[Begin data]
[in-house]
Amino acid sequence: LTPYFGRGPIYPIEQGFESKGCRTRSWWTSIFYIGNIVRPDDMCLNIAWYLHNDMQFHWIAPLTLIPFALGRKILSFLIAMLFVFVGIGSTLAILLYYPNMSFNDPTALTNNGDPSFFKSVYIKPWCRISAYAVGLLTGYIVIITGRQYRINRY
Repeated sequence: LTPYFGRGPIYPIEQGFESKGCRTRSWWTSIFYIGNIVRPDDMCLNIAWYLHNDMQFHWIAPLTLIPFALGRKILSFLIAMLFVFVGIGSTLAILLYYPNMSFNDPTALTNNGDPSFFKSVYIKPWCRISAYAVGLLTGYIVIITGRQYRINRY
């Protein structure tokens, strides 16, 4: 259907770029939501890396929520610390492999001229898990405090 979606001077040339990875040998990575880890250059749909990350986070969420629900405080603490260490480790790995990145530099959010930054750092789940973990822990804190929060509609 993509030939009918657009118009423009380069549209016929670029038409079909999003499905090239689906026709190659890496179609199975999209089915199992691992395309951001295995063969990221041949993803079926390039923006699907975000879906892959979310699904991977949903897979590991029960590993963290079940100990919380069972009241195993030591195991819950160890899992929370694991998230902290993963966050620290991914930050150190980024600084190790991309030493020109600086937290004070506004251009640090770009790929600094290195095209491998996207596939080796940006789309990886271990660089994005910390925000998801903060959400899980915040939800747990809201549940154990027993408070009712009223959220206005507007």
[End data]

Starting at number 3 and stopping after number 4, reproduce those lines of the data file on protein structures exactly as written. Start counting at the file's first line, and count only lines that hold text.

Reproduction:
Repeated sequence: LTPYFGRGPIYPIEQGFESKGCRTRSWWTSIFYIGNIVRPDDMCLNIAWYLHNDMQFHWIAPLTLIPFALGRKILSFLIAMLFVFVGIGSTLAILLYYPNMSFNDPTALTNNGDPSFFKSVYIKPWCRISAYAVGLLTGYIVIITGRQYRINRY
């Protein structure tokens, strides 16, 4: 259907770029939501890396929520610390492999001229898990405090 979606001077040339990875040998990575880890250059749909990350986070969420629900405080603490260490480790790995990145530099959010930054750092789940973990822990804190929060509609 993509030939009918657009118009423009380069549209016929670029038409079909999003499905090239689906026709190659890496179609199975999209089915199992691992395309951001295995063969990221041949993803079926390039923006699907975000879906892959979310699904991977949903897979590991029960590993963290079940100990919380069972009241195993030591195991819950160890899992929370694991998230902290993963966050620290991914930050150190980024600084190790991309030493020109600086937290004070506004251009640090770009790929600094290195095209491998996207596939080796940006789309990886271990660089994005910390925000998801903060959400899980915040939800747990809201549940154990027993408070009712009223959220206005507007």